Equivalence of norms

It is well-known that all norms on a finite dimensional {{\mathbb R}}-vector space are equivalent: the proof is immediate, because the unit ball is compact. A similar argument works with {{\mathbb R}} replaced by any locally compact field. It is less known that the same is true over any complete field, without assuming local compactness. The compactness argument no longer works, but the proof is still not very difficult. However, the arguments I saw in the literature so far are somewhat bulky (see, for instance, Section 144 of van der Waerden’s “Algebra”).

Recently our master student Martin Djukanovic showed me a wonderful short proof of this statement. We argue by induction in the dimension. There is nothing to prove in dimension {1}. Now let {V} be an {m}-dimensional vector space over some complete field, {m>1}. We fix a basis {e_1,\ldots, e_m} of {V} and show that any norm {\|\cdot\|} on {V} is equivalent to the sup-norm {\|\cdot\|_\infty} with respect to this basis:

\displaystyle  \|x_1e_1+\cdots+x_me_m\|_\infty = \max\{|x_1|, \ldots, |x_m|\}.

By induction, this holds in dimension {m-1}. In particular, in dimension {m-1} any normed space over a complete field is itself complete, because this is obviously true for the sup-norm.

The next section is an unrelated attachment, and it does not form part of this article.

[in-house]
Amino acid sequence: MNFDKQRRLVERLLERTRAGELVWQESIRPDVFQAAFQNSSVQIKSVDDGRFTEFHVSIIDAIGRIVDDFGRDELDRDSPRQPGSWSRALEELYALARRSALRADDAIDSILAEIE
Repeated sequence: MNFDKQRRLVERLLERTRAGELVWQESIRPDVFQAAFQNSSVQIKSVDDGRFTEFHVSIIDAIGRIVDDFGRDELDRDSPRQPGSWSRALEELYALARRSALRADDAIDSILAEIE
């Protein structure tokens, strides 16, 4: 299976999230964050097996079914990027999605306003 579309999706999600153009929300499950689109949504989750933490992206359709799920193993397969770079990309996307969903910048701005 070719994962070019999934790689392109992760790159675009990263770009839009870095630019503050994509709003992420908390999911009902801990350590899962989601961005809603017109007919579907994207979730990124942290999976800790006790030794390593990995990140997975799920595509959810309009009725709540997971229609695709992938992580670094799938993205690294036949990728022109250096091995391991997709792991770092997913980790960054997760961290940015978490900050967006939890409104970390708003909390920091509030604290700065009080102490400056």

For any {v\in V} we have {\|v\|\le C\|v\|_\infty} with {C=\|e_1\|+\cdots+\|e_m\|}. It remains to show that {\|v\|_\infty\le C\|v\|} with some other {C>0}. Assuming the contrary, we find an infinite sequence of non-zero vectors {v_n\in V} such that {\|v_n\|/\|v_n\|_\infty\rightarrow 0} as {n\rightarrow \infty}. Taking a subsequence, we may assume that the sup-norm of each {v_n} is attained at its {m}-th coordinate, and after re-scaling we may assume that the {m}-th coordinate (and thereby the sup-norm) of each {v_n} is {1}. Thus, each {v_n} can be written as {u_n+e}, where {u_n\in U=\langle e_1, \ldots, e_{m-1}\rangle} and {e=e_m}.

Since {\|v_n\|_\infty=1}, we have {\|v_n\|=\|u_n+e\|\rightarrow 0} as {n\rightarrow \infty}. Thus, the sequence {(u_n)} converges to {-e}. Hence it is a Cauchy sequence. But {U} is complete by the induction, which implies that {(u_n)} converges in {U}. We obtain {-e\in U}, a contradiction.


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